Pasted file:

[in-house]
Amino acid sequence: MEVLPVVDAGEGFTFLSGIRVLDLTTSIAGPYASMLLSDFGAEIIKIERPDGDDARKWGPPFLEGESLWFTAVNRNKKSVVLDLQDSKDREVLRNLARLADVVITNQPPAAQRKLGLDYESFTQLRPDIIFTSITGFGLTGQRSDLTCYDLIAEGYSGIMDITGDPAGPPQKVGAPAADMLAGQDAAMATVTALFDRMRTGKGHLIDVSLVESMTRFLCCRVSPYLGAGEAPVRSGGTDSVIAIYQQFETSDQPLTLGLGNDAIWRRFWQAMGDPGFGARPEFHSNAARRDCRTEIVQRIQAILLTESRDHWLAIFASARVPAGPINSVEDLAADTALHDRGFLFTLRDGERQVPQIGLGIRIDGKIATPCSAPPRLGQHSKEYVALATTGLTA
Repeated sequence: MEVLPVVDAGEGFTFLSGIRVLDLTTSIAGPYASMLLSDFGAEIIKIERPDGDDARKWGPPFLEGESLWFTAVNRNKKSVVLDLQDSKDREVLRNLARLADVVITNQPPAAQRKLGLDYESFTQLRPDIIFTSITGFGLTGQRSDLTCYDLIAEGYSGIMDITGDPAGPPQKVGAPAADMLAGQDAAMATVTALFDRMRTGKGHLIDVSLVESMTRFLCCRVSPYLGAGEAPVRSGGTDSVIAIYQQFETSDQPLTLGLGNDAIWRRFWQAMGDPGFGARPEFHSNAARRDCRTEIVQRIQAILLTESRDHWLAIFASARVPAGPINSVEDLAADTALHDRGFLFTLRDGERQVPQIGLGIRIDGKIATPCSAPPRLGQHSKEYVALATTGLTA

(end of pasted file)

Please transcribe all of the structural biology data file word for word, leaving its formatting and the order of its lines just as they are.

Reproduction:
[in-house]
Amino acid sequence: MEVLPVVDAGEGFTFLSGIRVLDLTTSIAGPYASMLLSDFGAEIIKIERPDGDDARKWGPPFLEGESLWFTAVNRNKKSVVLDLQDSKDREVLRNLARLADVVITNQPPAAQRKLGLDYESFTQLRPDIIFTSITGFGLTGQRSDLTCYDLIAEGYSGIMDITGDPAGPPQKVGAPAADMLAGQDAAMATVTALFDRMRTGKGHLIDVSLVESMTRFLCCRVSPYLGAGEAPVRSGGTDSVIAIYQQFETSDQPLTLGLGNDAIWRRFWQAMGDPGFGARPEFHSNAARRDCRTEIVQRIQAILLTESRDHWLAIFASARVPAGPINSVEDLAADTALHDRGFLFTLRDGERQVPQIGLGIRIDGKIATPCSAPPRLGQHSKEYVALATTGLTA
Repeated sequence: MEVLPVVDAGEGFTFLSGIRVLDLTTSIAGPYASMLLSDFGAEIIKIERPDGDDARKWGPPFLEGESLWFTAVNRNKKSVVLDLQDSKDREVLRNLARLADVVITNQPPAAQRKLGLDYESFTQLRPDIIFTSITGFGLTGQRSDLTCYDLIAEGYSGIMDITGDPAGPPQKVGAPAADMLAGQDAAMATVTALFDRMRTGKGHLIDVSLVESMTRFLCCRVSPYLGAGEAPVRSGGTDSVIAIYQQFETSDQPLTLGLGNDAIWRRFWQAMGDPGFGARPEFHSNAARRDCRTEIVQRIQAILLTESRDHWLAIFASARVPAGPINSVEDLAADTALHDRGFLFTLRDGERQVPQIGLGIRIDGKIATPCSAPPRLGQHSKEYVALATTGLTA